The number of new cars sold in the UK fell 9.3% year-on-year to 161,997 in July – marking a fourth consecutive monthly fall, according to The Society of Motor Manufacturers and Traders (SMMT).
The biggest fall came from diesel cars, were just 69,157 sales represented a 20.1% fall on the figure recorded in July 2016. As a result its market share fell from 48.5% to 42.5%.
Sue Robinson, director of the National Franchised Dealers Association suggested work needed to be done on the messaging with diesel cars to ensure consumers were able to distinguish between new, cleaner diesels and older more polluting models: “Following recent government announcements and given the decline in petrol and diesel registrations, clear messages are needed to not cause further confusion to car buyers. It is vital that modern Euro 6 diesel cars are not compared to older diesel vehicles, information surrounding diesel must be clarified for the consumer”.
Petrol car sales also fell slightly – down 3.0% to 83,969. As a result over half of all new car sales in the month were petrol.
The only segment to witness an increase in sales was the alternative fuel vehicle (AFV) market. 8,871 AFVs sold in the month represented a year-on-year jump of almost 65%, and a record 5.5% of the market. The previous record, from June 2017, was 4.4% market share.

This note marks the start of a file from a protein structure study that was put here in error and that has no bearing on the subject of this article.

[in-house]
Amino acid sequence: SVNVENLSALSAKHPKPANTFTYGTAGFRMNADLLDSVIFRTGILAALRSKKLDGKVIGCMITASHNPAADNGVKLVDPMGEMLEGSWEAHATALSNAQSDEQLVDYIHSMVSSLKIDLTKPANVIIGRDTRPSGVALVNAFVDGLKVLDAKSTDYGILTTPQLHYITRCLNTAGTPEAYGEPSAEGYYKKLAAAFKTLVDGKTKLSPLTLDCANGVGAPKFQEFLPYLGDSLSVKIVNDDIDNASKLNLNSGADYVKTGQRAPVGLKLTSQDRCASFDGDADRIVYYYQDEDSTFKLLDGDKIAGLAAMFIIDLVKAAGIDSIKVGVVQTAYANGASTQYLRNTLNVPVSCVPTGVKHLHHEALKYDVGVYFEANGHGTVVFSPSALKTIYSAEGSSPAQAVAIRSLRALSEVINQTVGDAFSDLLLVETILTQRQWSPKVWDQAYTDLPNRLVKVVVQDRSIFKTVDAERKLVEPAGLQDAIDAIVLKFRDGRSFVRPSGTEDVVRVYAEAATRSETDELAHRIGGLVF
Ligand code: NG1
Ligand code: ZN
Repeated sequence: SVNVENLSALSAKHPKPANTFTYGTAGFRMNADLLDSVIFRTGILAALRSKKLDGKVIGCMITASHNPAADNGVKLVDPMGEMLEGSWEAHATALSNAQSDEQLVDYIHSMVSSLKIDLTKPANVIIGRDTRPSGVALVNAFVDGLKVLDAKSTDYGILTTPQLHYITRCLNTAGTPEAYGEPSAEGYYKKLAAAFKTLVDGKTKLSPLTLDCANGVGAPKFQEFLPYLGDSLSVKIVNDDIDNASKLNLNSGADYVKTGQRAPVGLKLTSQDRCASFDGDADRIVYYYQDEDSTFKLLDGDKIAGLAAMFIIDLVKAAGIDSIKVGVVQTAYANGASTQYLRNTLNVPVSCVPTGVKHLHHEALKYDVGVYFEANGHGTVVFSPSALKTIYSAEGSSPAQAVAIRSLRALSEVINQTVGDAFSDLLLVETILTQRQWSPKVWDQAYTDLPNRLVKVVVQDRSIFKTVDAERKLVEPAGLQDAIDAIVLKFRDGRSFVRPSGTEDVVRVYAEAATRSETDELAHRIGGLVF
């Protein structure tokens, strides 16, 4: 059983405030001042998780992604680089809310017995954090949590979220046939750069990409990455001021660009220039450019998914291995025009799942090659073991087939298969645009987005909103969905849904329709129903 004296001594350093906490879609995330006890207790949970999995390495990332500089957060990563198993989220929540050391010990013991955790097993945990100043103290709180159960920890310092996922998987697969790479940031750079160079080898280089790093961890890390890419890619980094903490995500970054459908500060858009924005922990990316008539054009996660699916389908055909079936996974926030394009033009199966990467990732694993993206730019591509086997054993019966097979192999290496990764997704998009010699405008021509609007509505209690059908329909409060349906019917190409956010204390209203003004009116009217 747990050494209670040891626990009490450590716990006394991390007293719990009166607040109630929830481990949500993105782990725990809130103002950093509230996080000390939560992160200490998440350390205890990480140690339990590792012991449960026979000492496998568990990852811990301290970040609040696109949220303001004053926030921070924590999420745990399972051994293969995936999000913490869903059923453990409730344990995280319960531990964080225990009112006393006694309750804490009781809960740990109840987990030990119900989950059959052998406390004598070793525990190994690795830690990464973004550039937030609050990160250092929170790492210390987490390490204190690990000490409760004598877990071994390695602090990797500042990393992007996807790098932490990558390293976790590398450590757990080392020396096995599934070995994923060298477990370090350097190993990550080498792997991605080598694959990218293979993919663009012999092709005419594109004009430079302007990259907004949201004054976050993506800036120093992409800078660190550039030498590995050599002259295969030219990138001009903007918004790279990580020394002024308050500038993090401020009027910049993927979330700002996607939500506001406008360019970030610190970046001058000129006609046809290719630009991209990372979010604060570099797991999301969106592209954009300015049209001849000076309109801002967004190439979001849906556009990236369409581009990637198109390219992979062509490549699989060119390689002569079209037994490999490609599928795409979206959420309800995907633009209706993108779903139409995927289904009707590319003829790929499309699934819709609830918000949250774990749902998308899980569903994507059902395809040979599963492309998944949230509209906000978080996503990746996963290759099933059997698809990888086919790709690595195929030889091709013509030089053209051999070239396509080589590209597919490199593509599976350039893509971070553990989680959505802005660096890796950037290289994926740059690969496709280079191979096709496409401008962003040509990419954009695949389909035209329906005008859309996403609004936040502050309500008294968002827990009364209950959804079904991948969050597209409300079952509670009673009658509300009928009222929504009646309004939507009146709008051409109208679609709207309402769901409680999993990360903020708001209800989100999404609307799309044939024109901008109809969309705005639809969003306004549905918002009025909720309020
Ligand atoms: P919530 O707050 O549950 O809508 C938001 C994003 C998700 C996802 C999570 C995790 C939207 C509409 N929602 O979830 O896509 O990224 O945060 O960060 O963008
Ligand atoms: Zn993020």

Despite this James Broadhead, chief executive officer of Close Brothers Motor Finance, warned manufacturers may still find it a struggle to persuade some customers to go pure electric.
The independent lender found just 15% of drivers would consider buying electric as their next car, in a survey of 2,000 consumer.
Broadhead said: “Despite the growth in electric cars sales, there are still major perception barriers to overcome. The government is taking steps in the right direction to increase the uptake of electric vehicles, but at this rate of change it is unlikely that their zero emissions goal will be reached by 2050. To the delight of all the Jeremy Clarkson fans out there, it’s likely to be a long time before UK consumers fully adopt to electric car technology.”
Sales were down in both fleet (down 10.1% to 89,186) and private (down 6.8% to 67,705) markets.
Ford retained its position as the bestselling manufacturer in the UK in July, despite sales falling 23.9% to 16,934. It’s possible these sales were dampened by the release of the new Fiesta in the month. The Fiesta has traditionally found itself as the best-selling vehicle in the UK, however in July was only 4th.
Volkswagen was the second best-selling brand in the month, with 14,094 (up 0.4% year-on-year), followed by Audi and Mercedes. These were followed by Vauxhall, which sold 11,528 – 41.58% less than the year before.
Mike Hawes, SMMT chief executive, said, “The fall in consumer and business confidence is having a knock on effect on demand in the new car market and government must act quickly to provide concrete plans regarding Brexit. While it’s encouraging to see record achievements for alternatively fuelled vehicles, consumers considering other fuel types will have undoubtedly been affected by the uncertainty surrounding the government’s clean air plans.
“It is important to remember that there are no plans to charge drivers using the latest Euro 6 models and no proposed bans for conventional petrol and diesel vehicles for some 23 years. The lower demand in recent months will inevitably mean competition from manufacturers will intensify and it will be a good opportunity for consumers to get a great deal on their next car, with many exciting new models launched in the coming months.”
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